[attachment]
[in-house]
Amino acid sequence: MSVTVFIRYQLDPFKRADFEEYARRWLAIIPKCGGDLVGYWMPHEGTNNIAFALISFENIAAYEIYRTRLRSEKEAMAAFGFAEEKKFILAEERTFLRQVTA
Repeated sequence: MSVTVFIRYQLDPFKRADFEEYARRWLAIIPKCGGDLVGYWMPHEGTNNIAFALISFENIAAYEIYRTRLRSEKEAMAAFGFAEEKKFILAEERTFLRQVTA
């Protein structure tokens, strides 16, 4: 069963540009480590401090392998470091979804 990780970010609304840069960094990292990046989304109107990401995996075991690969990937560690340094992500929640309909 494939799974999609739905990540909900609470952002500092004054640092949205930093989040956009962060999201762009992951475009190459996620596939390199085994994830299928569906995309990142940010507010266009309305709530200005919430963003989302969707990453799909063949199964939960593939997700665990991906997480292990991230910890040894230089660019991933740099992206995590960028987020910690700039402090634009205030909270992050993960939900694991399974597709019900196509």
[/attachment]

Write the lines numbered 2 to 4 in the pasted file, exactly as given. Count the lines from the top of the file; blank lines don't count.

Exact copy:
Amino acid sequence: MSVTVFIRYQLDPFKRADFEEYARRWLAIIPKCGGDLVGYWMPHEGTNNIAFALISFENIAAYEIYRTRLRSEKEAMAAFGFAEEKKFILAEERTFLRQVTA
Repeated sequence: MSVTVFIRYQLDPFKRADFEEYARRWLAIIPKCGGDLVGYWMPHEGTNNIAFALISFENIAAYEIYRTRLRSEKEAMAAFGFAEEKKFILAEERTFLRQVTA
């Protein structure tokens, strides 16, 4: 069963540009480590401090392998470091979804 990780970010609304840069960094990292990046989304109107990401995996075991690969990937560690340094992500929640309909 494939799974999609739905990540909900609470952002500092004054640092949205930093989040956009962060999201762009992951475009190459996620596939390199085994994830299928569906995309990142940010507010266009309305709530200005919430963003989302969707990453799909063949199964939960593939997700665990991906997480292990991230910890040894230089660019991933740099992206995590960028987020910690700039402090634009205030909270992050993960939900694991399974597709019900196509």